Her classmates love her and help her through her day! She’s growing and changing every day. What she has accomplished has surpassed all expectations we had after her diagnosis. Her Kindergarten teacher and the school principal took a HUGE gamble on her and leaped in head first even though none of us knew what we were doing. The school she attends does not have a special education department or special education teachers. We worked together and we made adjustments and just went with the flow so to speak. She was doing her work on her own, I thought the whole time she was having help. Her teacher, and one of her biggest cheerleaders, is like an angel on Earth and does so much for Kaydence even though she is no longer in her class.

This year, she successfully completed first grade, with all passing grades, and will move on to mainstream 2nd grade next year with the rest of her classmates. A huge game-changer for her this year was getting glasses! She had terrible vision and we had no idea! Glasses made her turn into a totally different child in the classroom! While we know there will be challenges next year, we are still so thrilled for her! This year she ended school with a bang and sang ‘Jesus Loves Me’ in the talent show, on her own, in front of the entire school (grades K-8)!

Kaydence has even ventured into sports, soccer and baseball have been what we have tried so far. Our community is so good to her and rallies behind her and cheers her on. She’s like a mini small-town celebrity and everyone knows who KK is! I can’t express what that does for her or our family. To feel accepted and loved even though it is very hard to at times. Although she has come leaps and bounds, we still have difficult days and huge meltdowns. Those times are hard and patience isn’t always easy to find. We’ve learned her strengths, what makes her tick and how to manage for the most part. Her siblings are amazing and usually aren’t commended enough for the love and support they give their sister. Although they don’t understand the magnitude of her diagnosis they protect and love her fiercely, and I am so proud.

You never want something to be wrong with your child. From the moment you know of their existence, you start to dream of them and their future. All the things they will do and become. Not once did I anticipate this. Never did I think it would be us. While it could be much harder and much scarier, it still doesn’t take away the grief and sadness you feel when you come to terms with the fact that all those things you dreamed for this sweet baby will maybe never come to fruition or will look differently for them than their siblings. I will say that Kaydence has taught me more than I could ever teach her. Patience, empathy, and compassion just to name a few. She saved me in a way that is hard to describe and for her, I’m forever grateful. I’ve learned to always have hope and to always trust the bigger plan.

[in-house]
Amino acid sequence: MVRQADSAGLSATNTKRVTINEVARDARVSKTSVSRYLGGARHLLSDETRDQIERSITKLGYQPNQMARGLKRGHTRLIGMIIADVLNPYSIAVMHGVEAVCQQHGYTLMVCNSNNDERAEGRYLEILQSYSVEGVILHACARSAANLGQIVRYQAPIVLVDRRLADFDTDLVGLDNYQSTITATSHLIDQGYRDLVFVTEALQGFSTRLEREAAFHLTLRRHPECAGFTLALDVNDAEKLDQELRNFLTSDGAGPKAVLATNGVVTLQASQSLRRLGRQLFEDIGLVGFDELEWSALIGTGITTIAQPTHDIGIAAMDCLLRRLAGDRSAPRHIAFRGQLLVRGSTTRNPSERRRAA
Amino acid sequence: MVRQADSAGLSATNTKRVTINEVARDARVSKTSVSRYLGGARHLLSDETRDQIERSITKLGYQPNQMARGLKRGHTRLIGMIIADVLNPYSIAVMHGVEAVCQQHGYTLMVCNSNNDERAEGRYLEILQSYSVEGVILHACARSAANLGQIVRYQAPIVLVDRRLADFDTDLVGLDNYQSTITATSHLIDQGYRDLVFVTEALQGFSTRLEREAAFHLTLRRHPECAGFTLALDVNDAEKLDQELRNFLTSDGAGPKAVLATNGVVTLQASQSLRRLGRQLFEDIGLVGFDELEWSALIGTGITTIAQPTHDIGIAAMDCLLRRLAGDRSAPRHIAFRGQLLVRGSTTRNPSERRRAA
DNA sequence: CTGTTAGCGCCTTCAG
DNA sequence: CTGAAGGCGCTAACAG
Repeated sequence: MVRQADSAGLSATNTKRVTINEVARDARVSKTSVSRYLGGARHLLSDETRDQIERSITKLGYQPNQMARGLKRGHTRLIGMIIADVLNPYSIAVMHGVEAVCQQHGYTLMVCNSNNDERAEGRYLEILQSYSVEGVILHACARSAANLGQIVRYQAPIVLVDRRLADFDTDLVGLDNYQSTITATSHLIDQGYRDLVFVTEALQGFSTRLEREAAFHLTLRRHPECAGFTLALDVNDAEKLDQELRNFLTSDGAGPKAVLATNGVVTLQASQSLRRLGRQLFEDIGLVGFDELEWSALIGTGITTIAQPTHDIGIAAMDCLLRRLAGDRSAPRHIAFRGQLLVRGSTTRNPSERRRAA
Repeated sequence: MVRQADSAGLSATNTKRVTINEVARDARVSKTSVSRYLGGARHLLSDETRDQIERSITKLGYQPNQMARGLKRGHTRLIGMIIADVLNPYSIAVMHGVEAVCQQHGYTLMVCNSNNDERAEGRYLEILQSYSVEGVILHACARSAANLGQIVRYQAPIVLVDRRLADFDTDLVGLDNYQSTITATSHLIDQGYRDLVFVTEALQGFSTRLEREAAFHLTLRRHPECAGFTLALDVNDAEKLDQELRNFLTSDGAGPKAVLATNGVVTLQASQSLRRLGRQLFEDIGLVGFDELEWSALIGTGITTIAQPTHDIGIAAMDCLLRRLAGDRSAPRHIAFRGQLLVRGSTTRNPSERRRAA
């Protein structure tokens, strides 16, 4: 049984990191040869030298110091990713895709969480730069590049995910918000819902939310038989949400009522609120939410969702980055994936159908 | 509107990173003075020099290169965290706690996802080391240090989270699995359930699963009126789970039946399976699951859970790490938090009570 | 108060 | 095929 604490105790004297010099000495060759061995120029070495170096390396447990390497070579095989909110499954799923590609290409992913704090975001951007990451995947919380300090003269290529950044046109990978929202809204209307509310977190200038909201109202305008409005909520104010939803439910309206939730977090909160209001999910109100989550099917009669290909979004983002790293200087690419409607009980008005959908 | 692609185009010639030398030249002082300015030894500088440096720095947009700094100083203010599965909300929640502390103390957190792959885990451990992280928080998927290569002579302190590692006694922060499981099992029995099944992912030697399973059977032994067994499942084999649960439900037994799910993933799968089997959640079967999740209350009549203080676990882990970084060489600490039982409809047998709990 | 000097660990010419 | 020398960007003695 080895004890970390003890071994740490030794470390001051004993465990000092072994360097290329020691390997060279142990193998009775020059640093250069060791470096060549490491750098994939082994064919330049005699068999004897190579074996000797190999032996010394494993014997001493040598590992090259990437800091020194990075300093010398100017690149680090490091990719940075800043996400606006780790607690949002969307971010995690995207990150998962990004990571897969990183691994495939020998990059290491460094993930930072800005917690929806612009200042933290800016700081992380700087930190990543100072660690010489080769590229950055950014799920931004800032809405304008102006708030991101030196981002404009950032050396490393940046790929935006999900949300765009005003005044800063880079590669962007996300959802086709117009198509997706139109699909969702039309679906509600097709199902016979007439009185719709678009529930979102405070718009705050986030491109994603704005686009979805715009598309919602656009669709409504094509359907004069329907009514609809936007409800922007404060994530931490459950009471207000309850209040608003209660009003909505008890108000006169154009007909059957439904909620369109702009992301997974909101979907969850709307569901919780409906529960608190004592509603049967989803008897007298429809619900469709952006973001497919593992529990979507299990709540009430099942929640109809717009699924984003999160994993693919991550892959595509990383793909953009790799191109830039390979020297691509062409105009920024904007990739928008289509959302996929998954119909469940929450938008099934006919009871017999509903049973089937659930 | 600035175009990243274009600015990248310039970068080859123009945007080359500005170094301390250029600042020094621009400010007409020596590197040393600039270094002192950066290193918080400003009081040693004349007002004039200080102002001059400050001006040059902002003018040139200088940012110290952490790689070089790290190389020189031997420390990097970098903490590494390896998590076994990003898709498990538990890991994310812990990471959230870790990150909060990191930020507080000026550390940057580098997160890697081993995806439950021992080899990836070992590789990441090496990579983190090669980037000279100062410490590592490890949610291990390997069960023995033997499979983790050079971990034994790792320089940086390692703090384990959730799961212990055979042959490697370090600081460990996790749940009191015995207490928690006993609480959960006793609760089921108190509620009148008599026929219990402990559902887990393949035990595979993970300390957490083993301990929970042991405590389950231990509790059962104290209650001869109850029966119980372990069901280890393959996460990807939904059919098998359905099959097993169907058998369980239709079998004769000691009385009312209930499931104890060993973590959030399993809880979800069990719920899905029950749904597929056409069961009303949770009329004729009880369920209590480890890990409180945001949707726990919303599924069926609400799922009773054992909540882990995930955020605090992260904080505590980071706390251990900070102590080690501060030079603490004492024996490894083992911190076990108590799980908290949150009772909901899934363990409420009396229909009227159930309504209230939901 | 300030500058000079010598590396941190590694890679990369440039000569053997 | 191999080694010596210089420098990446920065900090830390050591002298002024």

Keep the faith, don’t take no for an answer, and make the sacrifices. I decided a long time ago that I will do what it takes to give KK every opportunity possible and if she wants to try something new, I’m going to make it happen for her. Her diagnosis does not define her or make her who she is. It’s a small portion of what makes KK, KK. While it does consume a large portion of our life, it’s not all just SMS and doctor appointments. There is a lot more sunshine than rainy weather and much more laughter than tears. My goal and desire is to learn more about SMS, educate others, and help other parents advocate for their children whether it be something like apraxia or something like SMS. All children and families deserve a voice and an answer and a means to thrive! This summer Kaydence is going to try piano lessons for the first time, and attend a cheer camp and a few other small camps in our community- all things she has asked to do and we are so excited to see what they will bring!

If you would like to share your SMS story, please reach out to us here. We want you to hear about your journey with Smith-Magenis syndrome.